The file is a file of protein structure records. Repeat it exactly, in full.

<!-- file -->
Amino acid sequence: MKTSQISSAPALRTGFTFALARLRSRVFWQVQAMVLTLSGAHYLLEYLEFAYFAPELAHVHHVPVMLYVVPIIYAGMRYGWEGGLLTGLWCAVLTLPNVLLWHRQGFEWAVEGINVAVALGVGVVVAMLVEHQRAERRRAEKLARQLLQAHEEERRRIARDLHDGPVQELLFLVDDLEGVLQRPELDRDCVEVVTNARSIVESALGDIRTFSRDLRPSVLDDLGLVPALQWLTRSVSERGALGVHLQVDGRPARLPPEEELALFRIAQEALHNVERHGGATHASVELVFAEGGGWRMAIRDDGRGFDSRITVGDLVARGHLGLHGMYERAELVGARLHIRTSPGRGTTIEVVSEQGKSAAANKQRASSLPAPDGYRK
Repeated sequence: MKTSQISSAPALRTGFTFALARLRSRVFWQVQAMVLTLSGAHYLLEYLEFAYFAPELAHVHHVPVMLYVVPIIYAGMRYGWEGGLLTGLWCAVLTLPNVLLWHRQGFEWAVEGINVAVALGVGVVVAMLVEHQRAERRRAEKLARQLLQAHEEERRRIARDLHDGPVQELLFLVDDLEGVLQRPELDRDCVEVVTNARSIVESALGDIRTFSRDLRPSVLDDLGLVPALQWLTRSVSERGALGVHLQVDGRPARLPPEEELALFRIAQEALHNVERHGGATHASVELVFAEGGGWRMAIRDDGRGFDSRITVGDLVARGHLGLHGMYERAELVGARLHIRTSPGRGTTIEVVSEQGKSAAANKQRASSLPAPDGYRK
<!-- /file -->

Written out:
Amino acid sequence: MKTSQISSAPALRTGFTFALARLRSRVFWQVQAMVLTLSGAHYLLEYLEFAYFAPELAHVHHVPVMLYVVPIIYAGMRYGWEGGLLTGLWCAVLTLPNVLLWHRQGFEWAVEGINVAVALGVGVVVAMLVEHQRAERRRAEKLARQLLQAHEEERRRIARDLHDGPVQELLFLVDDLEGVLQRPELDRDCVEVVTNARSIVESALGDIRTFSRDLRPSVLDDLGLVPALQWLTRSVSERGALGVHLQVDGRPARLPPEEELALFRIAQEALHNVERHGGATHASVELVFAEGGGWRMAIRDDGRGFDSRITVGDLVARGHLGLHGMYERAELVGARLHIRTSPGRGTTIEVVSEQGKSAAANKQRASSLPAPDGYRK
Repeated sequence: MKTSQISSAPALRTGFTFALARLRSRVFWQVQAMVLTLSGAHYLLEYLEFAYFAPELAHVHHVPVMLYVVPIIYAGMRYGWEGGLLTGLWCAVLTLPNVLLWHRQGFEWAVEGINVAVALGVGVVVAMLVEHQRAERRRAEKLARQLLQAHEEERRRIARDLHDGPVQELLFLVDDLEGVLQRPELDRDCVEVVTNARSIVESALGDIRTFSRDLRPSVLDDLGLVPALQWLTRSVSERGALGVHLQVDGRPARLPPEEELALFRIAQEALHNVERHGGATHASVELVFAEGGGWRMAIRDDGRGFDSRITVGDLVARGHLGLHGMYERAELVGARLHIRTSPGRGTTIEVVSEQGKSAAANKQRASSLPAPDGYRK